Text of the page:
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Justice Martin Muya objects JSC’s move to refer his case to Labour court

By Faith Karanja | July 4th 2019

Justice Martin Muya gives out his ruling at the Mombasa High Court in Mombasa County on Thursday September 18, 2014. Justice Muya said that his petition raises five heavy constitutional issues that cannot be determined by an employment court. [File, Standard]

Justice Martin Muya has objected to an application by Judicial Service Commission(JSC) seeking to refer his case to the Employment and Labour Relations Court.

In a hearing today, Justice Muya who is challenging JSC's decision to remove him from the office said the Constitutional court is best suited to hear and determine the matter.

Justice Muya through his lawyer Philip Nyachoti termed the application by JSC as hopeless, incompetent, and does not meet the threshold of a preliminary objection.

He said that Employment and Labour Relations Court has the mandate of handling matters arising from the disputes pitting employee versus employer, a category which he said his matter does not fit in.

“This matter has nothing to do with employment because the role of JSC is a pure imperative of the constitution,” said Nyachoti.

He wanted an objection by the JSC to be struck out and the matter taken to the constitutional division.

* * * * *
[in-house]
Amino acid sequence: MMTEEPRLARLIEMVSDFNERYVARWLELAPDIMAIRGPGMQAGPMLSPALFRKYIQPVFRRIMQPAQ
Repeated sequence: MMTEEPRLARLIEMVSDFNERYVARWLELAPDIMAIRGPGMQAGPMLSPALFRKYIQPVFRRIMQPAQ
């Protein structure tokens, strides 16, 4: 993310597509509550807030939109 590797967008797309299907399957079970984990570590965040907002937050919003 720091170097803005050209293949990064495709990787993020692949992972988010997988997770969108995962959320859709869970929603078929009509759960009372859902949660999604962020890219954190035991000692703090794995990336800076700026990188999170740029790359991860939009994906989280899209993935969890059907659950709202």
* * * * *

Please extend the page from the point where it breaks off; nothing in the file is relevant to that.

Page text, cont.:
Judge Muya said that his petition raises five heavy constitutional issues that cannot be determined by an employment court.

He said that he was not accorded a fair hearing ad a right to fair administrative action before he was removed from office as stipulated in the constitution of Kenya.

“The report that JSC relied on to remove me from office is full of inconsistencies and could not warrant Muya’s removal from office,” said Nyachoti.

JSC wanted a case filed by Justice Muya referred to the Employment and Labour Relations Court arguing that the constitutional division has no jurisdiction to hear it.

Nyachoti claimed that referring the case would result into bringing the President as a party to the case and, with him not being the employer of the judge, cannot be sued in an Employment and Labor Relations Court through the Attorney General.

“On the issue of jurisdiction of the High Court to hear and determine the petition hearing, we submit that the procedure under Act 168(1) for removal is not in respect of an employer and employee relationship, more so since the committee’s report and recommendations do not substantively interfere with employment or otherwise of the petitioner,” read court papers.

The judge asked the court to dismiss the preliminary objection on jurisdiction filed by the commission.

Through his lawyer, the judge faulted the JSC recommendation saying it was “fundamentally flawed, fatally and incurably defective and therefore wanting in validity and reliability.”

Muya further sought an order to declare the tribunal formed by President Uhuru Kenyatta invalid.

Muya said that Employment and Labour Relations Court Act 20 of 2011 is bestowed with exclusive with original and appellate jurisdiction to hear and determine all disputes referred to in accordance in the constitution on employment disputes.

Ruling is set for July 18, 2019.

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